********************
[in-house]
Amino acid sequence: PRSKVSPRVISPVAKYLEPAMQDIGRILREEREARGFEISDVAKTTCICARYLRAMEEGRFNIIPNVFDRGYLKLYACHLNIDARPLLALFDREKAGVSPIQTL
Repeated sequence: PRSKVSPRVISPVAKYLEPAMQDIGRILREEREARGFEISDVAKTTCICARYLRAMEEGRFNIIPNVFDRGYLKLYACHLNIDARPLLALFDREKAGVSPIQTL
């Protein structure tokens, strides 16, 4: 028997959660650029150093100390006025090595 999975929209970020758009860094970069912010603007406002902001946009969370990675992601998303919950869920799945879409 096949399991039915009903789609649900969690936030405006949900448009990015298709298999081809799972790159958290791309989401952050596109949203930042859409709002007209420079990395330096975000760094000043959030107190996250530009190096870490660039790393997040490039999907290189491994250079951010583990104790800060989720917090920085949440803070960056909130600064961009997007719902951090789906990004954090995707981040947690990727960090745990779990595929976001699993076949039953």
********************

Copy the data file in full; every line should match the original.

[in-house]
Amino acid sequence: PRSKVSPRVISPVAKYLEPAMQDIGRILREEREARGFEISDVAKTTCICARYLRAMEEGRFNIIPNVFDRGYLKLYACHLNIDARPLLALFDREKAGVSPIQTL
Repeated sequence: PRSKVSPRVISPVAKYLEPAMQDIGRILREEREARGFEISDVAKTTCICARYLRAMEEGRFNIIPNVFDRGYLKLYACHLNIDARPLLALFDREKAGVSPIQTL
């Protein structure tokens, strides 16, 4: 028997959660650029150093100390006025090595 999975929209970020758009860094970069912010603007406002902001946009969370990675992601998303919950869920799945879409 096949399991039915009903789609649900969690936030405006949900448009990015298709298999081809799972790159958290791309989401952050596109949203930042859409709002007209420079990395330096975000760094000043959030107190996250530009190096870490660039790393997040490039999907290189491994250079951010583990104790800060989720917090920085949440803070960056909130600064961009997007719902951090789906990004954090995707981040947690990727960090745990779990595929976001699993076949039953």